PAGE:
Senator Thomas Green.

The Iowa House has given final approval to the legislature’s policy responses to the opioid epidemic. In an effort to curb “doctor shopping,” physicians will be required to register prescriptions with the state’s drug monitoring program within 24 hours.

Senator Tom Greene, a pharmacist from Burlington, said 26 other states already have that requirement. “And these states have shown large reductions in opioid prescriptions,” Greene said yesterday during Senate debate of the plan.

In addition, handwritten prescriptions will become a thing of the past. Representative John Forbes, a pharmacist in Urbandale, said having prescriptions submitted electronically will “definitely have a big impact.”

“What happens with paper prescriptions is sometimes they get altered,” Forbes said. “…Most common alteration on a prescription is they try to either change the quantity that the physician wrote or they try to change the strength of the drug.”

Today, only 10 to 15 percent of opioid prescriptions in Iowa are done electronically. Representative Dave Heaton of Mount Pleasant said he’s hoping the “continuing education” requirements in the bill for doctors will encourage restraint.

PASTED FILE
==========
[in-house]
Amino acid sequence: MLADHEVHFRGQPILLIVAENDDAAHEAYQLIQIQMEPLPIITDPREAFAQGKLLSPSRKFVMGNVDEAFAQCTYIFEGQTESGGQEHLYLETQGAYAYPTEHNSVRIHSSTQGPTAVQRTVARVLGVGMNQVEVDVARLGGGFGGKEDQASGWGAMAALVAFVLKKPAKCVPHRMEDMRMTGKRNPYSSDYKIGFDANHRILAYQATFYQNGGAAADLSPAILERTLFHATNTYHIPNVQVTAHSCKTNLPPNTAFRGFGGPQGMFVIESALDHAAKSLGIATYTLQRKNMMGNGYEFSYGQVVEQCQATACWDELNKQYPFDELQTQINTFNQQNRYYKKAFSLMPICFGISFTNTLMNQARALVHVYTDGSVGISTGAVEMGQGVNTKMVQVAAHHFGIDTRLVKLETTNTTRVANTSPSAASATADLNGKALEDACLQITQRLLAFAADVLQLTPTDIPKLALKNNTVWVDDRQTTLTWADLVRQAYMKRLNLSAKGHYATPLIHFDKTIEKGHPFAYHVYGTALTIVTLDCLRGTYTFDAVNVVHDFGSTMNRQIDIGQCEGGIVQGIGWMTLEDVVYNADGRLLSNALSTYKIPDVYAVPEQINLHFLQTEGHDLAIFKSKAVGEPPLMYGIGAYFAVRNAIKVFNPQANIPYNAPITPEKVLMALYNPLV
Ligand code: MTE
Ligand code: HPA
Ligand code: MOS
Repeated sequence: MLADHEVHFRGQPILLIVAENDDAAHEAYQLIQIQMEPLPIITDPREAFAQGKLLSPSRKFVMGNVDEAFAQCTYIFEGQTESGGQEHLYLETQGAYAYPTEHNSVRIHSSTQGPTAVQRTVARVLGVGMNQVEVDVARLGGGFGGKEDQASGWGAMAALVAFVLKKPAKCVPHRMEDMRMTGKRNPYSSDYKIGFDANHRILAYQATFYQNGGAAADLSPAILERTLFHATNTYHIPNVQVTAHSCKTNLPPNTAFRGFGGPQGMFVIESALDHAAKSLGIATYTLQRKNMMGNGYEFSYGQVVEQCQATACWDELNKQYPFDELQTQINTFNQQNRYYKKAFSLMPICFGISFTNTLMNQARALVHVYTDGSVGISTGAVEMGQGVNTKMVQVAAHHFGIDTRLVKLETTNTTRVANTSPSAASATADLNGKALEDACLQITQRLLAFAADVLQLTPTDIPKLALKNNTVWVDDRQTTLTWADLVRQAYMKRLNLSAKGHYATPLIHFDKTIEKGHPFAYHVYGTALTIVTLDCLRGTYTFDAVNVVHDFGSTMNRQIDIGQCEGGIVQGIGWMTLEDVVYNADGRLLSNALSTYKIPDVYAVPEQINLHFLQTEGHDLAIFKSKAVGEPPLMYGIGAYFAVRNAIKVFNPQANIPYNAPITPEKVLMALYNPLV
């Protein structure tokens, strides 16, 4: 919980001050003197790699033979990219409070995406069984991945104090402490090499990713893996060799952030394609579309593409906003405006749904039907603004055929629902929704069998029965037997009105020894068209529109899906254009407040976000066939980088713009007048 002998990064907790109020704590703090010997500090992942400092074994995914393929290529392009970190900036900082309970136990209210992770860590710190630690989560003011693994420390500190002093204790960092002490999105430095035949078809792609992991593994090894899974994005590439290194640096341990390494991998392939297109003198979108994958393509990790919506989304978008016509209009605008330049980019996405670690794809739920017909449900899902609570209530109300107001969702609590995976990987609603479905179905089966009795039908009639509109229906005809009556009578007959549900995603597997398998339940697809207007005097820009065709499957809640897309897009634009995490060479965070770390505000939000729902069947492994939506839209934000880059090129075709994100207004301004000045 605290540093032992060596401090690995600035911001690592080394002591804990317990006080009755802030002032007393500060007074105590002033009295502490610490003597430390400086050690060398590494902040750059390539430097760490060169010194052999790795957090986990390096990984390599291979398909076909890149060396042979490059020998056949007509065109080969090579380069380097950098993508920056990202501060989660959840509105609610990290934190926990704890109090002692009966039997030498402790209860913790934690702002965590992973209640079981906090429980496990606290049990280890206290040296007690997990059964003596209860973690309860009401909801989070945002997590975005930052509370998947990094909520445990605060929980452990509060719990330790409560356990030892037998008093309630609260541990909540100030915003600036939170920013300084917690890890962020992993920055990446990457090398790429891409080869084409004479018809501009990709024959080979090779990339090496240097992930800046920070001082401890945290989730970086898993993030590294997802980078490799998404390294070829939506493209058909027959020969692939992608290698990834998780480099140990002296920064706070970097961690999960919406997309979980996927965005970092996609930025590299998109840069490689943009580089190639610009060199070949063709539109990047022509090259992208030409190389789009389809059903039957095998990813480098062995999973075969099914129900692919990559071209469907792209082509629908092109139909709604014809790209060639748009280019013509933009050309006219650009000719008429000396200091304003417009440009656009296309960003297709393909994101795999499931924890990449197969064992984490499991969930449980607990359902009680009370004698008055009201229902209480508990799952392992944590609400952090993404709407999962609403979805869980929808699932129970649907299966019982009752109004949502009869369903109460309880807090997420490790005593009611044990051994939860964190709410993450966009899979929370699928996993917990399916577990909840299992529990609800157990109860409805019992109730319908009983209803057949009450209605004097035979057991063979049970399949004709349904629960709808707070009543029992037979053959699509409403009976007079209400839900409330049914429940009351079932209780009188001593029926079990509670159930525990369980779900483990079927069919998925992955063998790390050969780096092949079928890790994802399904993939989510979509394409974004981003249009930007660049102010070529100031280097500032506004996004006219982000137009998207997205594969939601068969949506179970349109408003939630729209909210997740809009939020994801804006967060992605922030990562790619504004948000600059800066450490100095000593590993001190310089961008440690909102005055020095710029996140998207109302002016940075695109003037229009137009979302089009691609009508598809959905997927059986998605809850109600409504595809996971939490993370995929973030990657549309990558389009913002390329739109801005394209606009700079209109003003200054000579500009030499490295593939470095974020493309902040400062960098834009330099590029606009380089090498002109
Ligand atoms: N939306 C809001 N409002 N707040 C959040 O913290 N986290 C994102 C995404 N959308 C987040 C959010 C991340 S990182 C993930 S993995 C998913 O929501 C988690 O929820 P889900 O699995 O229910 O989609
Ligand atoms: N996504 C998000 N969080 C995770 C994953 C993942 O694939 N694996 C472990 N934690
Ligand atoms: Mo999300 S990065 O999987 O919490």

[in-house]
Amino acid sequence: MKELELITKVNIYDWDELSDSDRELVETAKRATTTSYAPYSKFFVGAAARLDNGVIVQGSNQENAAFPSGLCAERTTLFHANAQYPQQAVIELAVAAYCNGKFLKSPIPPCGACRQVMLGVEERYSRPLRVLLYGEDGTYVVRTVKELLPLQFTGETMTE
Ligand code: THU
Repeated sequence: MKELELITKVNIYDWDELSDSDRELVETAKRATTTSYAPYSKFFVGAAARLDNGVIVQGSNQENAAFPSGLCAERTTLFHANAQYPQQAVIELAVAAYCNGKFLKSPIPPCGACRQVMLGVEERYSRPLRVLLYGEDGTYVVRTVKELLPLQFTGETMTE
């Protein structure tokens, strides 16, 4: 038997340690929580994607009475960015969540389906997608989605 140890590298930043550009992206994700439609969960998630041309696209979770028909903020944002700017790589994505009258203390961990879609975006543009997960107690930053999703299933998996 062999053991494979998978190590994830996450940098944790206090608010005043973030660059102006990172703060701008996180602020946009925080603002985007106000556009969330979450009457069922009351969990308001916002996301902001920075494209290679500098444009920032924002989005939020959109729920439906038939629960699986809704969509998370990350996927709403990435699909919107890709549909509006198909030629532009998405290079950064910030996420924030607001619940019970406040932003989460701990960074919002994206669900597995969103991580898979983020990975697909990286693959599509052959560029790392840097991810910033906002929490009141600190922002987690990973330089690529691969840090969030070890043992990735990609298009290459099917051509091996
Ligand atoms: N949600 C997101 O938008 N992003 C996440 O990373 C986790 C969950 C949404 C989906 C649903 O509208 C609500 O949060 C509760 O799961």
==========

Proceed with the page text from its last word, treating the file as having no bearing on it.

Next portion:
“There’s no need to hand a person a jug of pills that’ll provide opioid treatment for 30 days after a person has maybe had some surgery or some other medical treatment,” Heaton said. “…Remember, after five or six days (of opioid use), the tendency to become an addict begins to grow.”

Heaton expressed disappointment that the bill did not include limits on the number of opioid pills doctors may prescribe and he suggested that may be on legislators’ to-do list next year. Representative Chuck Isenhart of Dubuque said he’ll keep lobbying to legalize needle exchange programs.

“Hepatitis C is a growing problem in great part due to the increasing use of injectable drugs, both opioids and methamphetamines by Iowans,” Isenhart said, “especially in those under 30.”

Preliminary data indicates more than 200 deaths last year in Iowa were connected to opioid abuse. The bill won unanimous approval in the Senate yesterday and the House today. The governor is expected to sign the bill into law.